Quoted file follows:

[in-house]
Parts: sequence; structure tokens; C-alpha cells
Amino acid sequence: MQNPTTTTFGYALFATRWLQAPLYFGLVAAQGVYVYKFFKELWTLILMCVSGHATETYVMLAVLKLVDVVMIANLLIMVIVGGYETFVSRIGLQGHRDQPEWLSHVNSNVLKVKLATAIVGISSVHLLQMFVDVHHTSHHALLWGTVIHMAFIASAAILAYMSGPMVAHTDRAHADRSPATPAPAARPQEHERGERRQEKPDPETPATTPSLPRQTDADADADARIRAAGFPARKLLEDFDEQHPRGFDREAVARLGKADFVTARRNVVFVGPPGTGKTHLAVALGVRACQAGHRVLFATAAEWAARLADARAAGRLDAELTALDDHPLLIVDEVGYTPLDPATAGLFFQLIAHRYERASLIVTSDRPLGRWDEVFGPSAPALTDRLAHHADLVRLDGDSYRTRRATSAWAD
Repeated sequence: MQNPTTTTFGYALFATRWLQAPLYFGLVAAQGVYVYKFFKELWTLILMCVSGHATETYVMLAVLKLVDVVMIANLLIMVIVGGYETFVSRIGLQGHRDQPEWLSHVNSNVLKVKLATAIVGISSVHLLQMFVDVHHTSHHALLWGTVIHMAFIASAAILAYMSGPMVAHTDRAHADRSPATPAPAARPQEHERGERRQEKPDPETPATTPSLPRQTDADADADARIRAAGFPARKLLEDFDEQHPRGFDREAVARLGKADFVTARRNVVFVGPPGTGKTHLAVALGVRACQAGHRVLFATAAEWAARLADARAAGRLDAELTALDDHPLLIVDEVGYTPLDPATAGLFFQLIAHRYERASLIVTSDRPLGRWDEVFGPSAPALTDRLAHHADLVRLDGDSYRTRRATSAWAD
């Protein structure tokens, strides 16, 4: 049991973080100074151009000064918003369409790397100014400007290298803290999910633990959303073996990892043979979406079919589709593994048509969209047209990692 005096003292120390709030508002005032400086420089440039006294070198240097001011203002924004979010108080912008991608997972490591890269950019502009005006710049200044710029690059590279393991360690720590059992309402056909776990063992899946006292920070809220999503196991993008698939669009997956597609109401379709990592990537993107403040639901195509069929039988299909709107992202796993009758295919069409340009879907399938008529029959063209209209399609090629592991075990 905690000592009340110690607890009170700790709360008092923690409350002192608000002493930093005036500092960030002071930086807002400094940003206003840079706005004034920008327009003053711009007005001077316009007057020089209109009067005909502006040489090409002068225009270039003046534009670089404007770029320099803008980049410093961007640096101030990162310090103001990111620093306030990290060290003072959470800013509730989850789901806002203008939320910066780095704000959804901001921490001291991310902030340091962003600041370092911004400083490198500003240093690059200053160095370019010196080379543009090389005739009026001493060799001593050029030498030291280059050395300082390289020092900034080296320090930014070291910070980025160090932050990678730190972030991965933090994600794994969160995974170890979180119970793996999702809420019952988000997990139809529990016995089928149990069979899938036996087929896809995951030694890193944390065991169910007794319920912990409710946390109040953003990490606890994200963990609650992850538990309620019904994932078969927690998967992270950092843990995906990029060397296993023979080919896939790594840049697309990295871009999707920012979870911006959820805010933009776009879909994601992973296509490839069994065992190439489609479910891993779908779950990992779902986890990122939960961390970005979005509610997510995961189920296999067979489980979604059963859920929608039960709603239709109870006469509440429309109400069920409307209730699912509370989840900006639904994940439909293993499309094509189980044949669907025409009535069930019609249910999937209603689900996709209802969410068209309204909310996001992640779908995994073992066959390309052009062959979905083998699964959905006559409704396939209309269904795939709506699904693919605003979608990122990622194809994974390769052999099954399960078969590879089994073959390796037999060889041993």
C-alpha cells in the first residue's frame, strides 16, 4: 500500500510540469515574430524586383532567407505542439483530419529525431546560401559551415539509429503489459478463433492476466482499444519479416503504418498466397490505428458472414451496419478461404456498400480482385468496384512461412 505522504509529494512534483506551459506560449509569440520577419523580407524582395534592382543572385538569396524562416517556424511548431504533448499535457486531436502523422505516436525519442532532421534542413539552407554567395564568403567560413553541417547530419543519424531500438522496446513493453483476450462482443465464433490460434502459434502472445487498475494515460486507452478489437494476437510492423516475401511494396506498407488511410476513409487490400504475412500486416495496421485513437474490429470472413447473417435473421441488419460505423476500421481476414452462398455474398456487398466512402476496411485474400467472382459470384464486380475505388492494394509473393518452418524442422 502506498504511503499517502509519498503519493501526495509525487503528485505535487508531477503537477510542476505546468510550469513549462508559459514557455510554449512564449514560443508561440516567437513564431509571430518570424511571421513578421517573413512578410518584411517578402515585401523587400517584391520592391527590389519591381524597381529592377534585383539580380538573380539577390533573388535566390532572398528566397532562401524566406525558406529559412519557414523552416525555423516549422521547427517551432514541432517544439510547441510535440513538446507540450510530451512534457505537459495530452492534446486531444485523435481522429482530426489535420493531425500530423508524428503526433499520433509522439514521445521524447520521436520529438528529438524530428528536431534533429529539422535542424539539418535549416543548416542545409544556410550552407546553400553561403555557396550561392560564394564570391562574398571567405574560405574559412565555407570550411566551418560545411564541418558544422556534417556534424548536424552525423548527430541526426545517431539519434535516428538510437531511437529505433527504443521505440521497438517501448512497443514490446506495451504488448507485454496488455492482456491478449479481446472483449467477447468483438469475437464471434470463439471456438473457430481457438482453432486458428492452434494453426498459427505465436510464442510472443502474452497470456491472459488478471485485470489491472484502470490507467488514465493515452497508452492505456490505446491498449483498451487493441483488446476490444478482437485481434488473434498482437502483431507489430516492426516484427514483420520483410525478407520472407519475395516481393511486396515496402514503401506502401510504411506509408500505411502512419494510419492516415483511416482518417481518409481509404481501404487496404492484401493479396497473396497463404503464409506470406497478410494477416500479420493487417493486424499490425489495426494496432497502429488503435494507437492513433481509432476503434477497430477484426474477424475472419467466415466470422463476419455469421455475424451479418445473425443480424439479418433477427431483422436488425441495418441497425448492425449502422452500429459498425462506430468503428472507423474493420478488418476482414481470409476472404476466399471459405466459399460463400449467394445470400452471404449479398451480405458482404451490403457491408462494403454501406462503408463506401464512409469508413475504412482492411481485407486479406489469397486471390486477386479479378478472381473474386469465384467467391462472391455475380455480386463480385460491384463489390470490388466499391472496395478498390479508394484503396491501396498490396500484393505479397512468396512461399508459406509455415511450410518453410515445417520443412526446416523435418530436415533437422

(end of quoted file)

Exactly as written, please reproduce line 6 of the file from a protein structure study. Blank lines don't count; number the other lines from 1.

C-alpha cells in the first residue's frame, strides 16, 4: 500500500510540469515574430524586383532567407505542439483530419529525431546560401559551415539509429503489459478463433492476466482499444519479416503504418498466397490505428458472414451496419478461404456498400480482385468496384512461412 505522504509529494512534483506551459506560449509569440520577419523580407524582395534592382543572385538569396524562416517556424511548431504533448499535457486531436502523422505516436525519442532532421534542413539552407554567395564568403567560413553541417547530419543519424531500438522496446513493453483476450462482443465464433490460434502459434502472445487498475494515460486507452478489437494476437510492423516475401511494396506498407488511410476513409487490400504475412500486416495496421485513437474490429470472413447473417435473421441488419460505423476500421481476414452462398455474398456487398466512402476496411485474400467472382459470384464486380475505388492494394509473393518452418524442422 502506498504511503499517502509519498503519493501526495509525487503528485505535487508531477503537477510542476505546468510550469513549462508559459514557455510554449512564449514560443508561440516567437513564431509571430518570424511571421513578421517573413512578410518584411517578402515585401523587400517584391520592391527590389519591381524597381529592377534585383539580380538573380539577390533573388535566390532572398528566397532562401524566406525558406529559412519557414523552416525555423516549422521547427517551432514541432517544439510547441510535440513538446507540450510530451512534457505537459495530452492534446486531444485523435481522429482530426489535420493531425500530423508524428503526433499520433509522439514521445521524447520521436520529438528529438524530428528536431534533429529539422535542424539539418535549416543548416542545409544556410550552407546553400553561403555557396550561392560564394564570391562574398571567405574560405574559412565555407570550411566551418560545411564541418558544422556534417556534424548536424552525423548527430541526426545517431539519434535516428538510437531511437529505433527504443521505440521497438517501448512497443514490446506495451504488448507485454496488455492482456491478449479481446472483449467477447468483438469475437464471434470463439471456438473457430481457438482453432486458428492452434494453426498459427505465436510464442510472443502474452497470456491472459488478471485485470489491472484502470490507467488514465493515452497508452492505456490505446491498449483498451487493441483488446476490444478482437485481434488473434498482437502483431507489430516492426516484427514483420520483410525478407520472407519475395516481393511486396515496402514503401506502401510504411506509408500505411502512419494510419492516415483511416482518417481518409481509404481501404487496404492484401493479396497473396497463404503464409506470406497478410494477416500479420493487417493486424499490425489495426494496432497502429488503435494507437492513433481509432476503434477497430477484426474477424475472419467466415466470422463476419455469421455475424451479418445473425443480424439479418433477427431483422436488425441495418441497425448492425449502422452500429459498425462506430468503428472507423474493420478488418476482414481470409476472404476466399471459405466459399460463400449467394445470400452471404449479398451480405458482404451490403457491408462494403454501406462503408463506401464512409469508413475504412482492411481485407486479406489469397486471390486477386479479378478472381473474386469465384467467391462472391455475380455480386463480385460491384463489390470490388466499391472496395478498390479508394484503396491501396498490396500484393505479397512468396512461399508459406509455415511450410518453410515445417520443412526446416523435418530436415533437422